Genetics & Genomics

July 14, 2023

Study uses statistical and population-based methods to understand comorbidities of developmental language disorder

A recent Vanderbilt study is one of the first to use statistical and population-based methods to understand comorbidities associated with developmental language disorder at a population level.

Developmental language disorder (DLD) affects children’s ability to listen, read, write and speak using correct grammar. Younger children with this disorder often have difficulty learning words, creating whole sentences and following directions. In other children and adults, it presents as reading and writing issues and may be misdiagnosed as a behavioral problem.

“Despite impacting around 1 in 14 children by kindergarten, this trait, and the constellation of clinical features that co-occur with it, are poorly understood,” said Jennifer Below, PhD, associate professor of Medicine. “Studies of the clinical profile of DLD have been challenging because it is often diagnosed and treated outside of the medical health care system.”

This neurodevelopmental condition can’t be explained by conditions like hearing loss or autism, or lack of exposure to communication, but a recent study published in JAMA Network Open identified both common and rare comorbidities.

Rachana Nitin, PhD

“Some of these comorbidities like other language and speech disorders, learning disorders, attention deficit/ hyperactivity disorder, coordination and motor disorders, and sleep disorders have previously been described in the literature, and usually in much smaller studies” said Rachana Nitin, PhD, a former PhD student and research staff member of the Vanderbilt Music Cognition Lab.

“Our study identified some additional comorbidities that have not been discussed before in the literature, such as phenotypes relating to weight and nutrition, pulmonary phenotypes, gastric and colorectal phenotypes, atopic phenotypes, and other non-specific phenotypes (insect bites, unknown fevers, voice disturbances). The comorbidities identified in our study show that there is clinical complexity to DLD, and that in addition to language development DLD might affect neurodevelopment more globally.”

The Vanderbilt University Medical Center study, led by Nitin, Below and Reyna Gordon, PhD, director of the Music Cognition Lab, is one of the first to use statistical and population-based methods to understand comorbidities associated with DLD at a population level, with the goal of raising awareness about other health risks children with DLD face.

“By examining a vast array of possible health conditions that can co-occur with developmental language disorder, we believe that these findings can tune pediatricians, speech-language pathologists and other child health care providers into potential risk factors that are adjacent to these children’s difficulties with verbal communication,” Gordon said.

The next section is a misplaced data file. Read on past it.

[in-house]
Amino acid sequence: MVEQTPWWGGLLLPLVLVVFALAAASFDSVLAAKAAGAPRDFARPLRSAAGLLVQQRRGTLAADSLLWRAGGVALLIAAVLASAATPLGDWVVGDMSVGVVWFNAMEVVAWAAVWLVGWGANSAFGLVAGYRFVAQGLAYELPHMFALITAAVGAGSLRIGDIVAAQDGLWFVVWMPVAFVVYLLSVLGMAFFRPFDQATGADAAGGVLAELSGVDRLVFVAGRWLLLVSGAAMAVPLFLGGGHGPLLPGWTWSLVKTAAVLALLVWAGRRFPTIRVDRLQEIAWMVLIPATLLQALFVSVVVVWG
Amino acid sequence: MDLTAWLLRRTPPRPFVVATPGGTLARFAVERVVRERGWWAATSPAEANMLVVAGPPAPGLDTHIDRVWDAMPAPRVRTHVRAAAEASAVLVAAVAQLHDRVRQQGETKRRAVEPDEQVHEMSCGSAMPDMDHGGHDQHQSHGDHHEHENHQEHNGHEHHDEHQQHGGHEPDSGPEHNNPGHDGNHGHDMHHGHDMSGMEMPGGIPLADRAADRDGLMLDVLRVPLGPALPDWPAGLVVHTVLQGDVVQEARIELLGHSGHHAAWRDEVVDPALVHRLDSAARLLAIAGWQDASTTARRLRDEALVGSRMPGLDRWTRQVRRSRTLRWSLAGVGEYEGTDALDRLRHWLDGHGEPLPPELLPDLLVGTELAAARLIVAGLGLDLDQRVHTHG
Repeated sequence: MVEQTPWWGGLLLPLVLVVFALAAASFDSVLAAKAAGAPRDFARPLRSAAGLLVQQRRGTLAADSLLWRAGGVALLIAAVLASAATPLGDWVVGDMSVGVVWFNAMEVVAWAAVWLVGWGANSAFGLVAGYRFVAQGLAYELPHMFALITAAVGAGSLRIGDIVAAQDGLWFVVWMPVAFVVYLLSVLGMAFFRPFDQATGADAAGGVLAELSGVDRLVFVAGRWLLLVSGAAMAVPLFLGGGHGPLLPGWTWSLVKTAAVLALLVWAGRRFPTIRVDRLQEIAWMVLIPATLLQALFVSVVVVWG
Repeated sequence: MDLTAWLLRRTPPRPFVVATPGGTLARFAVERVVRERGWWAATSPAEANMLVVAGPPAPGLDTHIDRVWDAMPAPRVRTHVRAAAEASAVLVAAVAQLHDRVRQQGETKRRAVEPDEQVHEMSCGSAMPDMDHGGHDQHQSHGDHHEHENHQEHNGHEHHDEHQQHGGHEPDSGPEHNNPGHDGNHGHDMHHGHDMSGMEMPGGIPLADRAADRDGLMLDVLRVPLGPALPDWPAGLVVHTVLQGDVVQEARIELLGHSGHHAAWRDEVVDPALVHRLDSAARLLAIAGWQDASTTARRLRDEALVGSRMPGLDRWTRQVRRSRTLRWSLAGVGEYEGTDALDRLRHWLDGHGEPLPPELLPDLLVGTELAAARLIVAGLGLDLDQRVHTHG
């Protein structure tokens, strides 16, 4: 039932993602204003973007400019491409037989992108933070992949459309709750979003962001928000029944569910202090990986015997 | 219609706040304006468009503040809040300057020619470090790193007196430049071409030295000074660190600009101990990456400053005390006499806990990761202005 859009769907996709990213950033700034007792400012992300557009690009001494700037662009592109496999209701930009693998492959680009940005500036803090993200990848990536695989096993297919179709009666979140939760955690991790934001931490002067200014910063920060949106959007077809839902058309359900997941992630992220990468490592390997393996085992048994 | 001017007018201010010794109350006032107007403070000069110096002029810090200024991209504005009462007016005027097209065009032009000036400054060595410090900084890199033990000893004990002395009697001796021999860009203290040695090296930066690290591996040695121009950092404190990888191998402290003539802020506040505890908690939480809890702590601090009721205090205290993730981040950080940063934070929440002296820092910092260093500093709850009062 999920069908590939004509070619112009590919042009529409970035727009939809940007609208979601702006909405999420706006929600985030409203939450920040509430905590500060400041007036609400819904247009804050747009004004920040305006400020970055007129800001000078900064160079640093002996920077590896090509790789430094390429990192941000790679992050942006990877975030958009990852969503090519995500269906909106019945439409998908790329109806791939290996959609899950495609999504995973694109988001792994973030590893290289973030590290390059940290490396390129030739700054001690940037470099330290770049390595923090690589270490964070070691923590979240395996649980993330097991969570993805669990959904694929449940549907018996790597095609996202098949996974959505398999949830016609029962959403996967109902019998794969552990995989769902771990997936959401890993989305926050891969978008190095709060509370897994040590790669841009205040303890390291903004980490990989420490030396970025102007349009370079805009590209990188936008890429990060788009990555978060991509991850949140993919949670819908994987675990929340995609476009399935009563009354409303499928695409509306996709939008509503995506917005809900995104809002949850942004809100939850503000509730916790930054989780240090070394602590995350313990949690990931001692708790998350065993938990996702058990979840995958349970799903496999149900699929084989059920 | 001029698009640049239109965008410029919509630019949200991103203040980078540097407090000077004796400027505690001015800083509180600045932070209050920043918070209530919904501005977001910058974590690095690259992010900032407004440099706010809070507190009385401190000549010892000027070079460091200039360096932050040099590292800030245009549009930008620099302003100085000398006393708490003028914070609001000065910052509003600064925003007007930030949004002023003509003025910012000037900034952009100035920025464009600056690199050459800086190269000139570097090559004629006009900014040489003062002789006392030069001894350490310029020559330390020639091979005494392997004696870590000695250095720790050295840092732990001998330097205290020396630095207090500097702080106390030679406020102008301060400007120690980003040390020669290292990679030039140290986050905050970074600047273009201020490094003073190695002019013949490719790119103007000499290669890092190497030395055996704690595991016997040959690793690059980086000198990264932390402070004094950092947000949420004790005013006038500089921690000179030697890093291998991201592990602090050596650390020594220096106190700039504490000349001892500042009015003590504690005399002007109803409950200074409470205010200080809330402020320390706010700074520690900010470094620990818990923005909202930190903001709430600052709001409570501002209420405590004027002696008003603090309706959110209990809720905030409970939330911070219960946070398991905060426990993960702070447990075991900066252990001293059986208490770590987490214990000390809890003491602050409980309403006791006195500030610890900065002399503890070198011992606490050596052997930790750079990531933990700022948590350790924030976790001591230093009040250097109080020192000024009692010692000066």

Nitin was fascinated by how common DLD is, yet how hard it is to perform population-based studies on it because it is underdiagnosed.

“Several other neurodevelopmental disorders, including ADHD, autism and stuttering, have been studied using empirical electronic health record-based approaches, and the results have greatly informed future research,” said Nitin, who is currently a postdoctoral fellow at the Vanderbilt Genetics Institute, where she continues to study health and complex mental traits with electronic health record and genomic approaches. “I was very excited to be part of a project that would result in big impactful findings that would help shape future research directions for DLD in a similar vein.”

The team accessed the data between 2019 and 2021 with a two-fold purpose: to develop an algorithm that could identify and label DLD in the electronic health system (the algorithm was published in 2020) and then in the current study, to identify medical conditions that are enriched in people with DLD.

“This study represents a breakthrough not only in terms of specific medical risk factors associated with developmental language disorders, but also in terms of fundamental analysis techniques for generating accurate and credible analysis of electronic health record data,” said Stephen Camarata, PhD, CCC-SLP, professor of Hearing & Speech Sciences.

“No doubt, this will have important ramifications for treating developmental conditions such as development language disorders but also have a broader impact on linking related conditions such as autism and intellectual disability to medical risks harnessing the rich data available in electronic health records. VUMC is uniquely positioned to conduct this kind of research and has long been on the forefront of electronic health system analyses.”